A DRA is usually scheduled if Cafcass has been directed to produce a report to assist the Court in deciding the issues in dispute during the Family Court hearing process. The Court will first identify the extent to which the dispute can be narrowed or resolved at the DRA, before doing so by hearing evidence from the parties. If an agreement is reached, the Court will make an Order reflecting the parties’ agreement.
If no final agreement is reached at the DRA, the Court will direct the parties to file any further evidence and schedule a final hearing. For example, if Cafcass have filed a report, both parties will have the opportunity to file further statements and evidence responding to the report’s recommendations.
The last stage of the Family Court hearing process is the final hearing. At the final hearing the Court will have before it the party’s statements, along with all relevant reports and other evidence. The Court will hear oral evidence from the parties and, sometimes, from other witnesses.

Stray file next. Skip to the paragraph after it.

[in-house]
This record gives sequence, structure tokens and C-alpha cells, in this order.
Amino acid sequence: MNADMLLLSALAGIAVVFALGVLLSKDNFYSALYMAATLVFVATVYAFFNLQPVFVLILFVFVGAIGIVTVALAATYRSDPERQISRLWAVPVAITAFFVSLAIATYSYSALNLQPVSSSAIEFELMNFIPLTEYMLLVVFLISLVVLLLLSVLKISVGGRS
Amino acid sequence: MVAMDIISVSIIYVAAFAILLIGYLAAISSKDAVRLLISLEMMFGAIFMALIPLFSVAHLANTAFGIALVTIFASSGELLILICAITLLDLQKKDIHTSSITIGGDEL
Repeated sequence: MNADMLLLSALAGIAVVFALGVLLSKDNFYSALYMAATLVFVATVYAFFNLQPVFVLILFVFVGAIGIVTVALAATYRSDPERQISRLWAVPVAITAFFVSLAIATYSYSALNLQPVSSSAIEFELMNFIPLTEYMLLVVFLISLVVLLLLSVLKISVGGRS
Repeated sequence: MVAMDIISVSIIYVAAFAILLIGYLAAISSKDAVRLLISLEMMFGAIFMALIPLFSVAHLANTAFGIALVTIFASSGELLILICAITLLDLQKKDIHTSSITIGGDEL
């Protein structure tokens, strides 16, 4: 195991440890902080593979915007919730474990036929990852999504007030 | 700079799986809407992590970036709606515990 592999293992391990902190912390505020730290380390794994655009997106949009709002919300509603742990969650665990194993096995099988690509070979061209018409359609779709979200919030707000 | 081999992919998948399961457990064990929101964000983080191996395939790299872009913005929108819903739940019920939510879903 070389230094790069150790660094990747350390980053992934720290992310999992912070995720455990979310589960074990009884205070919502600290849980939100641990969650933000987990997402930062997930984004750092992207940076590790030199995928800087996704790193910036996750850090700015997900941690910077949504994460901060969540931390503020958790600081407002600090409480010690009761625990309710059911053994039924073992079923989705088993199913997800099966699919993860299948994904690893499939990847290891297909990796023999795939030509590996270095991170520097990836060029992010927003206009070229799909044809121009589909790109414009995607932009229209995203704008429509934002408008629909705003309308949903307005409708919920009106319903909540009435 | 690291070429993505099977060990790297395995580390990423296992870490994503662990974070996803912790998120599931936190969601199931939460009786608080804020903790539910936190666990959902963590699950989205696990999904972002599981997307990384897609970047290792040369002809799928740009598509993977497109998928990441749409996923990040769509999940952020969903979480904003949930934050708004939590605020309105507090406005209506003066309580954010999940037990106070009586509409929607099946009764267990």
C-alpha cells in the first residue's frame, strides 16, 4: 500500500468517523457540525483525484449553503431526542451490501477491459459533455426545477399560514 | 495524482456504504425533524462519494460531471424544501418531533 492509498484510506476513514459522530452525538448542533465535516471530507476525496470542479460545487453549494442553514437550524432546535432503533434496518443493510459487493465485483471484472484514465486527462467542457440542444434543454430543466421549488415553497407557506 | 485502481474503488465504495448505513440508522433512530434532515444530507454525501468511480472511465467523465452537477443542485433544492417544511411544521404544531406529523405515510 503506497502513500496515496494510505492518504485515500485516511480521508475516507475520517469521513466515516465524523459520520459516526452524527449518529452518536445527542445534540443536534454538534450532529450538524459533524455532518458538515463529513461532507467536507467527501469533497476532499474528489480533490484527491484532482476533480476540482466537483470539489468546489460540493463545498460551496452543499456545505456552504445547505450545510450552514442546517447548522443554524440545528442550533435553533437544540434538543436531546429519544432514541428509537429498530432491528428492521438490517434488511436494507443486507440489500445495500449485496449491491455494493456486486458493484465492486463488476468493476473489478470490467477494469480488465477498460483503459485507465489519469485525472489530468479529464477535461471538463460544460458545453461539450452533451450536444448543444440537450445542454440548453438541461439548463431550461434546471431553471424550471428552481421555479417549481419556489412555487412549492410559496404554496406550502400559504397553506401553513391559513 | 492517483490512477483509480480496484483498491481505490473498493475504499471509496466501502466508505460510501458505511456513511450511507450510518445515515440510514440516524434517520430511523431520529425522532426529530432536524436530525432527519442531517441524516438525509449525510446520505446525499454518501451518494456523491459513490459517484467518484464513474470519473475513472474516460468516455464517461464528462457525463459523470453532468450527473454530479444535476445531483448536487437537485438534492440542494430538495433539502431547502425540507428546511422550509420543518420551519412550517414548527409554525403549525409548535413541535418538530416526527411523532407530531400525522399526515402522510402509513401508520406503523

If a Cafcass report has been prepared, the Officer is only required to attend Court to give evidence if the Court considers that necessary. Anyone who gives evidence will be questioned on it by their legal representatives, the other parties’ legal representatives, and sometimes by the judge/lay justices/legal advisor.
After hearing the evidence and listening to the legal arguments, the Judge will make an Order deciding on the issues in dispute.
This section covers the differences between a Child Arrangement Order (covered above) and Prohibited Steps Orders or Specific Issue Orders during the Family Court hearing process.